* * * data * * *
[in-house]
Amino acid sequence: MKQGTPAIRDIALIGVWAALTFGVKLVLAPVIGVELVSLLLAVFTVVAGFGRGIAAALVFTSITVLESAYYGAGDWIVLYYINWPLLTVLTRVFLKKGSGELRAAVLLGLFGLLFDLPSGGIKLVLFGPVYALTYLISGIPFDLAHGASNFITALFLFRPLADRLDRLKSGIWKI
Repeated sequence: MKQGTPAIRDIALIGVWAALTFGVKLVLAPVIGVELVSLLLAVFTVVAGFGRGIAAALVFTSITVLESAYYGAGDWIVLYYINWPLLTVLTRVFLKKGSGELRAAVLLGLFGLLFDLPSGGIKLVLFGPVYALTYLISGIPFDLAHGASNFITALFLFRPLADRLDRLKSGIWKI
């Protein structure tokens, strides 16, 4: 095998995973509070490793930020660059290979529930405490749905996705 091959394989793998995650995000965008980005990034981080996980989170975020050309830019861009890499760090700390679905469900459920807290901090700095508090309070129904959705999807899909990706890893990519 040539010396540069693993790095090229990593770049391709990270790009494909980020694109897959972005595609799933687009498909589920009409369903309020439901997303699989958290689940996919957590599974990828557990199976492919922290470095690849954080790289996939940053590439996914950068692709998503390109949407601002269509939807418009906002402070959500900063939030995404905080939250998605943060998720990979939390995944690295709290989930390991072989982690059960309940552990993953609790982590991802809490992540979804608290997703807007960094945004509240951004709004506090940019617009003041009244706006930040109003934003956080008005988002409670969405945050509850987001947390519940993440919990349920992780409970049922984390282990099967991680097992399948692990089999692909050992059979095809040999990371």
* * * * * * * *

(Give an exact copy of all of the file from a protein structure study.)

[in-house]
Amino acid sequence: MKQGTPAIRDIALIGVWAALTFGVKLVLAPVIGVELVSLLLAVFTVVAGFGRGIAAALVFTSITVLESAYYGAGDWIVLYYINWPLLTVLTRVFLKKGSGELRAAVLLGLFGLLFDLPSGGIKLVLFGPVYALTYLISGIPFDLAHGASNFITALFLFRPLADRLDRLKSGIWKI
Repeated sequence: MKQGTPAIRDIALIGVWAALTFGVKLVLAPVIGVELVSLLLAVFTVVAGFGRGIAAALVFTSITVLESAYYGAGDWIVLYYINWPLLTVLTRVFLKKGSGELRAAVLLGLFGLLFDLPSGGIKLVLFGPVYALTYLISGIPFDLAHGASNFITALFLFRPLADRLDRLKSGIWKI
């Protein structure tokens, strides 16, 4: 095998995973509070490793930020660059290979529930405490749905996705 091959394989793998995650995000965008980005990034981080996980989170975020050309830019861009890499760090700390679905469900459920807290901090700095508090309070129904959705999807899909990706890893990519 040539010396540069693993790095090229990593770049391709990270790009494909980020694109897959972005595609799933687009498909589920009409369903309020439901997303699989958290689940996919957590599974990828557990199976492919922290470095690849954080790289996939940053590439996914950068692709998503390109949407601002269509939807418009906002402070959500900063939030995404905080939250998605943060998720990979939390995944690295709290989930390991072989982690059960309940552990993953609790982590991802809490992540979804608290997703807007960094945004509240951004709004506090940019617009003041009244706006930040109003934003956080008005988002409670969405945050509850987001947390519940993440919990349920992780409970049922984390282990099967991680097992399948692990089999692909050992059979095809040999990371």